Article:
A hierarchical scheme is proposed where a series of modeling tasks are implemented through a probabilistic model, casting the debris detection problem as one of estimating properties of the posterior distribution describing the probability of objects occurring given the observed data products, related both to bottom detection (depth) and to the intensity time series usually collected over it (backscatter).

One of the major effects of a storm like Super Storm Sandy is a change in where the land and water meet. Using aerial photographic and modern topographic-bathymetric lidar systems, we're developing new methods to determine these changes more quickly.

Rapidly re-surveying areas affected by storm events is essential in re-opening ports and channels for relief supplies, and in determining the position and type of material that may have been swept into the ocean. Phase differencing bathymetric sonars have a number of potential benefits for this task. We are investigating improved methods for PDBS data processing and protocols for their use in storm response.

Data on its own is important, but only truly becomes useful when it is effectively turned into information. We are developing methods for interactive visualization of data collected for storm response so that decision makers have the best available information for efficient decision making, and on infographics to communicate current conditions to the general public.

Lidar data can be useful in storm response, since it can be gathered rapidly from the air, potentially without a local ground presence. When infrastructure is compromised, this can be a significant benefit. We are developing methods to rapidly assess and process lidar data into useful products such as shoreline and erosion/deposition maps, and to extract further indicators of change from the watercolumn, and lidar waveforms, that may be useful for storm response mapping.

About the Project

At 1930 EDT on the 29th of October 2012, Super Storm Sandy made landfall on the U.S. east coast near Brigantine, NJ. The convergence of the storm with an intense low-pressure system, its unusual approach direction (from the east rather than from the south) and its coincidence with astronomically high tides made Super Storm Sandy one of the deadliest and costliest hurricanes in U.S. history, causing 147 deaths in the U.S. and more than 50 billion dollars in damages (costs are still being tallied). Most of the damage caused by Super Storm Sandy was focused on the coastal zone, with flooding (the hurricane caused record high storm surges in New York, New Jersey and Connecticut), high winds and powerful waves resulting in the destruction of buildings, homes, roads, vehicles, and many other objects over hundreds of miles of coast.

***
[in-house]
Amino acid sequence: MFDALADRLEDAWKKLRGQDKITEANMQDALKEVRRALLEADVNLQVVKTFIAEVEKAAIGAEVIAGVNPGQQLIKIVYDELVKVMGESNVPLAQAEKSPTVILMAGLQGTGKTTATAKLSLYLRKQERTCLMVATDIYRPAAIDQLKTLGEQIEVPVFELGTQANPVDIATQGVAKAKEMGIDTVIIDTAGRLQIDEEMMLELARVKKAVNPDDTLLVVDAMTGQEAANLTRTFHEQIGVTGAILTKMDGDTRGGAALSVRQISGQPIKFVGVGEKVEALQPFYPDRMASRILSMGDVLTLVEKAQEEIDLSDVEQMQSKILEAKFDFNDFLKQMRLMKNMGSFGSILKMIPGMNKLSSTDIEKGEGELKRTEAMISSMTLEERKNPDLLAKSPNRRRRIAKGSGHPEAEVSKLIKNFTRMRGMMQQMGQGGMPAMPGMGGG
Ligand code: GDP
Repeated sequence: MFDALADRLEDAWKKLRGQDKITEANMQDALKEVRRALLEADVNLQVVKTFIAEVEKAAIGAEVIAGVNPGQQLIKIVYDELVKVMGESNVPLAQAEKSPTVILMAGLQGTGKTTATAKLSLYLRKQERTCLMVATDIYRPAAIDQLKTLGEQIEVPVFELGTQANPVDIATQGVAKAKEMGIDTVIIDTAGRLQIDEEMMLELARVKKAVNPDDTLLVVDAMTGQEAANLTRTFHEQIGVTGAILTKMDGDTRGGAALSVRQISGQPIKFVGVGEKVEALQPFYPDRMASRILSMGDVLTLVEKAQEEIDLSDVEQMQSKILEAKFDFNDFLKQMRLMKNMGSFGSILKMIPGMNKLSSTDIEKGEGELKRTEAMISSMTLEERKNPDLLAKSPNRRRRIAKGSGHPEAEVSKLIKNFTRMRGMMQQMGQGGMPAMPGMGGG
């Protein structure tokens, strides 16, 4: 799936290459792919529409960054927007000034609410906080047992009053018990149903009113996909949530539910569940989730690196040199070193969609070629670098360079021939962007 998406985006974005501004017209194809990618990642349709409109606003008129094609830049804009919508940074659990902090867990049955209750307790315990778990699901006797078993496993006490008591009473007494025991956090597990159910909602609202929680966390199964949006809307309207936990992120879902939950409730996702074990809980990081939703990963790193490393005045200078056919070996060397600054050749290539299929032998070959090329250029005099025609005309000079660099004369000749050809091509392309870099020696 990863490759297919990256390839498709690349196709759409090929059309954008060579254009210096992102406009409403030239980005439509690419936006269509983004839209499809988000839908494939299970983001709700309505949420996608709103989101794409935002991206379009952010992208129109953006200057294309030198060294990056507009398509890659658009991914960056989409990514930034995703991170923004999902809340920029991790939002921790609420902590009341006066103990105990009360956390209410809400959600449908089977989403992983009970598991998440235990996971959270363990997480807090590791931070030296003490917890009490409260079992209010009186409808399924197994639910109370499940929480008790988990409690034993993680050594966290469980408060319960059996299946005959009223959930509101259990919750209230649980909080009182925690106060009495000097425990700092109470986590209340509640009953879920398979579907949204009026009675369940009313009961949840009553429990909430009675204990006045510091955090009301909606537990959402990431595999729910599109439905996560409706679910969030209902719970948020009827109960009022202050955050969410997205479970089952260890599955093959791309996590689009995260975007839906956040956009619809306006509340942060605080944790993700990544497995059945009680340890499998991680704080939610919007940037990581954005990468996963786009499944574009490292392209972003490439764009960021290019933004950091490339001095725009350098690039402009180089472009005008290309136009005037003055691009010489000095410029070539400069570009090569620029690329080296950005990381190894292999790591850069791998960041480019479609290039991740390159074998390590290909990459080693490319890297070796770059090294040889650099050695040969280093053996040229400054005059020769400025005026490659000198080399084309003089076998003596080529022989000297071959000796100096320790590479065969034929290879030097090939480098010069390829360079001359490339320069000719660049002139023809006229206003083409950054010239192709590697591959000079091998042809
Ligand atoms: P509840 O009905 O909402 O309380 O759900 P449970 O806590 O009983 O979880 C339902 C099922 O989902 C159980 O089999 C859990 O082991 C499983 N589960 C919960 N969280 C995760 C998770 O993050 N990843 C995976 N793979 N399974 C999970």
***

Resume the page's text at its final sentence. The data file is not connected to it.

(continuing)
The Center for Coastal and Ocean Mapping was awarded funding to support research into methods for mapping in support of storm response activities. This 24-month funded effort is intended to investigate methods for assessing the changes in the environment caused by events like Super Storm Sandy, to develop data processing methods for acoustic and lidar data collected as part of a storm response, to establish best practice methodologies for these data processing methods, and to examine data presentation and visualization methods for communication of the results of these investigations.


Infographics are visual descriptions of the complex data being used for response to Super Storm Sandy. This collection attempts to communicate what's happening in an easily digestible form.

Our infographics are designed to let you examine the data that we're collecting as part of our Super Storm Sandy research in a more intuitive way. You can interact with the data, find out what we're doing in your area, and what information we have available to help you understand the current state of the Super Storm Sandy response. They also try to show you how we deal with the data here at CCOM so you can understand what we're trying to do with our research.

Featured: Interactive map showing marine debris detected along the east coast of the U.S. Mockup of a marine debris infographic

Data Sources

As the research progresses, more derived datasets are being constructed, all of which are available for download, and suitable for pulling into your own projects.

Featured: Shoreline change in Barnegat Bay, NJ derived from NOAA lidar data. A depiction of shoreline change in Barnegat Bay, NJ before and after Super Storm Sandy